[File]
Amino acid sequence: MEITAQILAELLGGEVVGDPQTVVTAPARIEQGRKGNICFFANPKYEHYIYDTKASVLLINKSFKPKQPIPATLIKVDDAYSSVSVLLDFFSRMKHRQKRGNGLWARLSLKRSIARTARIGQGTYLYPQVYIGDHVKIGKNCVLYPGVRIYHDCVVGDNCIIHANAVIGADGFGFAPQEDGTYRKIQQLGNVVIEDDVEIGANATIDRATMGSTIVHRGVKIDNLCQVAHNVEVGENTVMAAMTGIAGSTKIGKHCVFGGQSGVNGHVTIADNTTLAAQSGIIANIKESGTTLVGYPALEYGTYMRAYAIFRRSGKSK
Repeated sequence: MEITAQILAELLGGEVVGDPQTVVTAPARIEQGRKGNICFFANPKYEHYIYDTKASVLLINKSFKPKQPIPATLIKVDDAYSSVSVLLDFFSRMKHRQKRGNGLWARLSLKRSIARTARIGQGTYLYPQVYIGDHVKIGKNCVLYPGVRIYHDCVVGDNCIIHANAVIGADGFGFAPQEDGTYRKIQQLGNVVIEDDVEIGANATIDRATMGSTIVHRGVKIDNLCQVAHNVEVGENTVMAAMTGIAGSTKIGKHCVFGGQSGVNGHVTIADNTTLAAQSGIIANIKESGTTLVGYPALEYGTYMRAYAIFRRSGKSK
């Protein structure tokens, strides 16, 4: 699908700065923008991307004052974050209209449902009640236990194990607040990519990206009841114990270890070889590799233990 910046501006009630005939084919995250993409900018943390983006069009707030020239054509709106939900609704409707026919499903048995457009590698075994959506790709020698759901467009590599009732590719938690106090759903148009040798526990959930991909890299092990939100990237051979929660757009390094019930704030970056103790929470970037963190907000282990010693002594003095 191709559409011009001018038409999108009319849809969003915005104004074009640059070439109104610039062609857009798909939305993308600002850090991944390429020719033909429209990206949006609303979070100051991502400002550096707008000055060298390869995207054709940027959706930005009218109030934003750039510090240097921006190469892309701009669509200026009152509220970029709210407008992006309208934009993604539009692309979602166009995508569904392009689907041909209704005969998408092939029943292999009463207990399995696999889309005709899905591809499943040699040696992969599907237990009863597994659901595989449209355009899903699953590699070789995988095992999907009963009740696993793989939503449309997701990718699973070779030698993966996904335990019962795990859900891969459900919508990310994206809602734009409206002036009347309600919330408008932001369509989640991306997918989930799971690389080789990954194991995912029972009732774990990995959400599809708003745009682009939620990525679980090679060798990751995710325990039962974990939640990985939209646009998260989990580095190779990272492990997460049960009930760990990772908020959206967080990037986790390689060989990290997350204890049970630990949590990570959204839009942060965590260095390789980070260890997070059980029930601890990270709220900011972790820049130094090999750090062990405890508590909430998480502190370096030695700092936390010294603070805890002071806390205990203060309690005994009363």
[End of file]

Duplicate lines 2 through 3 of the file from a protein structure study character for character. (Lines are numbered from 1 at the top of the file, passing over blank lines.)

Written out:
Repeated sequence: MEITAQILAELLGGEVVGDPQTVVTAPARIEQGRKGNICFFANPKYEHYIYDTKASVLLINKSFKPKQPIPATLIKVDDAYSSVSVLLDFFSRMKHRQKRGNGLWARLSLKRSIARTARIGQGTYLYPQVYIGDHVKIGKNCVLYPGVRIYHDCVVGDNCIIHANAVIGADGFGFAPQEDGTYRKIQQLGNVVIEDDVEIGANATIDRATMGSTIVHRGVKIDNLCQVAHNVEVGENTVMAAMTGIAGSTKIGKHCVFGGQSGVNGHVTIADNTTLAAQSGIIANIKESGTTLVGYPALEYGTYMRAYAIFRRSGKSK
């Protein structure tokens, strides 16, 4: 699908700065923008991307004052974050209209449902009640236990194990607040990519990206009841114990270890070889590799233990 910046501006009630005939084919995250993409900018943390983006069009707030020239054509709106939900609704409707026919499903048995457009590698075994959506790709020698759901467009590599009732590719938690106090759903148009040798526990959930991909890299092990939100990237051979929660757009390094019930704030970056103790929470970037963190907000282990010693002594003095 191709559409011009001018038409999108009319849809969003915005104004074009640059070439109104610039062609857009798909939305993308600002850090991944390429020719033909429209990206949006609303979070100051991502400002550096707008000055060298390869995207054709940027959706930005009218109030934003750039510090240097921006190469892309701009669509200026009152509220970029709210407008992006309208934009993604539009692309979602166009995508569904392009689907041909209704005969998408092939029943292999009463207990399995696999889309005709899905591809499943040699040696992969599907237990009863597994659901595989449209355009899903699953590699070789995988095992999907009963009740696993793989939503449309997701990718699973070779030698993966996904335990019962795990859900891969459900919508990310994206809602734009409206002036009347309600919330408008932001369509989640991306997918989930799971690389080789990954194991995912029972009732774990990995959400599809708003745009682009939620990525679980090679060798990751995710325990039962974990939640990985939209646009998260989990580095190779990272492990997460049960009930760990990772908020959206967080990037986790390689060989990290997350204890049970630990949590990570959204839009942060965590260095390789980070260890997070059980029930601890990270709220900011972790820049130094090999750090062990405890508590909430998480502190370096030695700092936390010294603070805890002071806390205990203060309690005994009363």